Format: Hardcover
This edition, published by Harvard/Belknap, reproduces E.H. Shepard's wonderful line drawings and contains a color gallery of work by many of the best, most praised illustrators of The Wind in the Willows. It's a beautiful object you'll want to own and treasure. The notes by Seth Lerer -- who just won the NBCC award for his history of children's literature -- are superb, often rising to the level of short essays. Here is Lerer, for example, on "spring cleaning" and the novel's famous opening sentence: "The phrase emerged in the late Victorian period. Houses and apartments would have been turned out and cleaned at least once a year... It clearly marks a turn in the late-19th century domestic habits, one keyed to the gradual move away from the domestic space defined by objects and clutter to a space defined by cleanliness. The symbolic resonances, too, are obvious: spring is a time of renewal, of clearing out the past, and of refreshness. The OED offers this quotation form The Pall Mall Gazette of 1889: 'There are a few points of mutual sympathy between the poet and the spring cleaner.' Grahame begins the story, then, by clearing out the past and making a fresh start. But he also introduces one of the governing conceits of the story: that his main characters, even though they are animals, live in a comfortably familiar domestic world." A lovely edition.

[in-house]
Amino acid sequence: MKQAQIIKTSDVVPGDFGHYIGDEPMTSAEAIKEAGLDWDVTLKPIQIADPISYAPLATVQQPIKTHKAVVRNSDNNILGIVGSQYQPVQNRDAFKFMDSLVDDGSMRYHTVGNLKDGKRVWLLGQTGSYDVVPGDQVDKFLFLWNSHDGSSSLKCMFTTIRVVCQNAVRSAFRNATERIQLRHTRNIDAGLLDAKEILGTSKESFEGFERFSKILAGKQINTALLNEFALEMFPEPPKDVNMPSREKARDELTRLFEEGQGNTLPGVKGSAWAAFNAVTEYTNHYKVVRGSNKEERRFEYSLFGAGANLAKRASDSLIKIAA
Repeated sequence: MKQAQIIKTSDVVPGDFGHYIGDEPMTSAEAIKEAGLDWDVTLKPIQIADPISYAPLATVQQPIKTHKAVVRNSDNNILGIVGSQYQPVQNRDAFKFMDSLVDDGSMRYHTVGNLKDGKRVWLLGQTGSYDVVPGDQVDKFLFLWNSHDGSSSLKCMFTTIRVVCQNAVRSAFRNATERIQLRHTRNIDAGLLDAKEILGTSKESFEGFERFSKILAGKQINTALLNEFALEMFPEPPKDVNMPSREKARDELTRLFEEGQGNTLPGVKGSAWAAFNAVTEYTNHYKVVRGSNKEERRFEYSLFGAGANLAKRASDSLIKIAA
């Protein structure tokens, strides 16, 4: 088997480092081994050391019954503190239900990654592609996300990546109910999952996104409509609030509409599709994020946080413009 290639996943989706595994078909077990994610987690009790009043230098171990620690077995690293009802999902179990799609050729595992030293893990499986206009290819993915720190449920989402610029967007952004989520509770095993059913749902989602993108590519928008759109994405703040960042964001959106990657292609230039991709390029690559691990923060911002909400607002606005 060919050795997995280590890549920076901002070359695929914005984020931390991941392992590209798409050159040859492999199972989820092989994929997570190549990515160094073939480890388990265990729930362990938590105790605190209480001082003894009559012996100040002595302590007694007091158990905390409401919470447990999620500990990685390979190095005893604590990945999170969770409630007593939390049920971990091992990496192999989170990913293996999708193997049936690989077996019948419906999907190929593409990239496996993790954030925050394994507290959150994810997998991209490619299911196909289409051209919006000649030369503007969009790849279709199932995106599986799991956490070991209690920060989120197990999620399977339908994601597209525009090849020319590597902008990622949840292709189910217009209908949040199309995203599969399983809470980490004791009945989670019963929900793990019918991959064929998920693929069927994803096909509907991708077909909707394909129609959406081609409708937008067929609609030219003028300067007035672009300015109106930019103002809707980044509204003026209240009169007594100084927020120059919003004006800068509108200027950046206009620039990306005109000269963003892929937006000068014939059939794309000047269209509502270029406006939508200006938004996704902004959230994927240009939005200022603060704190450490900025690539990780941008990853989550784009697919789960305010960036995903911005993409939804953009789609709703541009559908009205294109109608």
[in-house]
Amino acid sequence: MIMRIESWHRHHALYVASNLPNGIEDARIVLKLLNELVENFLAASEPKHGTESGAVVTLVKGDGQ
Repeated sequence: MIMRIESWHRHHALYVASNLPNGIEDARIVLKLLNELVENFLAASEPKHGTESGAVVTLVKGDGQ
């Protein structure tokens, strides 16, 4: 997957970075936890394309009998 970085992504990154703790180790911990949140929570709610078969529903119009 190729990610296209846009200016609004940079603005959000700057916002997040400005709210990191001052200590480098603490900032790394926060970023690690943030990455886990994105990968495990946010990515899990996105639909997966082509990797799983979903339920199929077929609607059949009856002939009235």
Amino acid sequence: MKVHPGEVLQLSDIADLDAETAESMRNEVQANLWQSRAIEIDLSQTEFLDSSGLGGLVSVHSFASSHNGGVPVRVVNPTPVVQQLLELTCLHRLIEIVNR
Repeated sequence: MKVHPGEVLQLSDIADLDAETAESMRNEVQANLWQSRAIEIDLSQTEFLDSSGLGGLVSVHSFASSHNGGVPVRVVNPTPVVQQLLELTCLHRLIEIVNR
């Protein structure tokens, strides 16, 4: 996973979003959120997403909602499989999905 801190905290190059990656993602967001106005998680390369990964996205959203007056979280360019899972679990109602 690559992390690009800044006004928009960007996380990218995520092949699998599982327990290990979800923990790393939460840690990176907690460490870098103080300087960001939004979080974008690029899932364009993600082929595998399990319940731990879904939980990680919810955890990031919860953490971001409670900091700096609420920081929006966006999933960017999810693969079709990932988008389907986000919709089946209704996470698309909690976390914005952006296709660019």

2 Comments Was this review helpful to you? Yes No Sending feedback...
Thank you for your feedback. If this review is inappropriate, please let us know.
Sorry, we failed to record your vote. Please try again
52 of 56 people found the following review helpful By W. J. Hunter on September 16, 2009
Format: Hardcover Verified Purchase
There are two recent annotated versions of "The Wind in the Willows", and I have only read this one, so this review isn't meant to be a comparison. Indeed, I chose Mr. Lerer's version because of its higher customer rating on Amazon.com. However, now that I've completed it, I am left hoping the other author's version is better.

In short, these annotations just seem a bit perfunctory. Most of them are simple transcriptions from the OED, explaining the meaning and origin of obscure words. That, of course, is helpful, but lacks the imagination and ingenuity of, say, Martin Gardner's "The Annotated Alice", which really delves into the depth and meaning of Lewis Carroll's classic. At his worst, Lerer composes certain presumptions as facts, when they are occasionally rather poor guesses. In one section, he pronounces that Badger's house is an old church, whereas the prose leads most to believe Badger lives in a Roman ruin. All annotators make presumptions of course, but it is imperative to word them as such so readers aren't misled.

The book is not without its strengths. Lerer's introduction is insightful, and the book is beautifully printed, with buttery paper and nicely printed illustrations. On the whole, it's not a bad book, I just wish more time was spent honing and refining it, making sure it was worthy of Grahame's original.